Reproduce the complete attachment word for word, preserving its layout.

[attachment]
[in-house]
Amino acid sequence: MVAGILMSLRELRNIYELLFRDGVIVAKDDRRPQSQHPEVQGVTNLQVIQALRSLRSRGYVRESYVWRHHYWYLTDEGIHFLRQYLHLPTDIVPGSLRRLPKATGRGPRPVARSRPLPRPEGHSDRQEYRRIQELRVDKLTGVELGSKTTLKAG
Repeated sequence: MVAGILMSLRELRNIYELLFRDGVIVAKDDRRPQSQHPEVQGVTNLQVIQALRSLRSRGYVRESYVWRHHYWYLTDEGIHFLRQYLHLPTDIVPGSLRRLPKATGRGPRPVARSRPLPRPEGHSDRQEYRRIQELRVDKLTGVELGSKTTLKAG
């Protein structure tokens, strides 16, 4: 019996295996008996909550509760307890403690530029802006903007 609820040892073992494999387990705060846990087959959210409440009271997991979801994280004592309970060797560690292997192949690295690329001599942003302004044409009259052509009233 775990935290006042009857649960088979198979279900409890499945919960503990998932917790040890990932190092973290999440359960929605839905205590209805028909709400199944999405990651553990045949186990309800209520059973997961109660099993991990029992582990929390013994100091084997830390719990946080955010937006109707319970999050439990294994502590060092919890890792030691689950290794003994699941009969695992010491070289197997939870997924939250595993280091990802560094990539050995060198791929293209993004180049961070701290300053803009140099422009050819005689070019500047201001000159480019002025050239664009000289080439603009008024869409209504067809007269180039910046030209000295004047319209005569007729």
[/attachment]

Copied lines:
[in-house]
Amino acid sequence: MVAGILMSLRELRNIYELLFRDGVIVAKDDRRPQSQHPEVQGVTNLQVIQALRSLRSRGYVRESYVWRHHYWYLTDEGIHFLRQYLHLPTDIVPGSLRRLPKATGRGPRPVARSRPLPRPEGHSDRQEYRRIQELRVDKLTGVELGSKTTLKAG
Repeated sequence: MVAGILMSLRELRNIYELLFRDGVIVAKDDRRPQSQHPEVQGVTNLQVIQALRSLRSRGYVRESYVWRHHYWYLTDEGIHFLRQYLHLPTDIVPGSLRRLPKATGRGPRPVARSRPLPRPEGHSDRQEYRRIQELRVDKLTGVELGSKTTLKAG
């Protein structure tokens, strides 16, 4: 019996295996008996909550509760307890403690530029802006903007 609820040892073992494999387990705060846990087959959210409440009271997991979801994280004592309970060797560690292997192949690295690329001599942003302004044409009259052509009233 775990935290006042009857649960088979198979279900409890499945919960503990998932917790040890990932190092973290999440359960929605839905205590209805028909709400199944999405990651553990045949186990309800209520059973997961109660099993991990029992582990929390013994100091084997830390719990946080955010937006109707319970999050439990294994502590060092919890890792030691689950290794003994699941009969695992010491070289197997939870997924939250595993280091990802560094990539050995060198791929293209993004180049961070701290300053803009140099422009050819005689070019500047201001000159480019002025050239664009000289080439603009008024869409209504067809007269180039910046030209000295004047319209005569007729």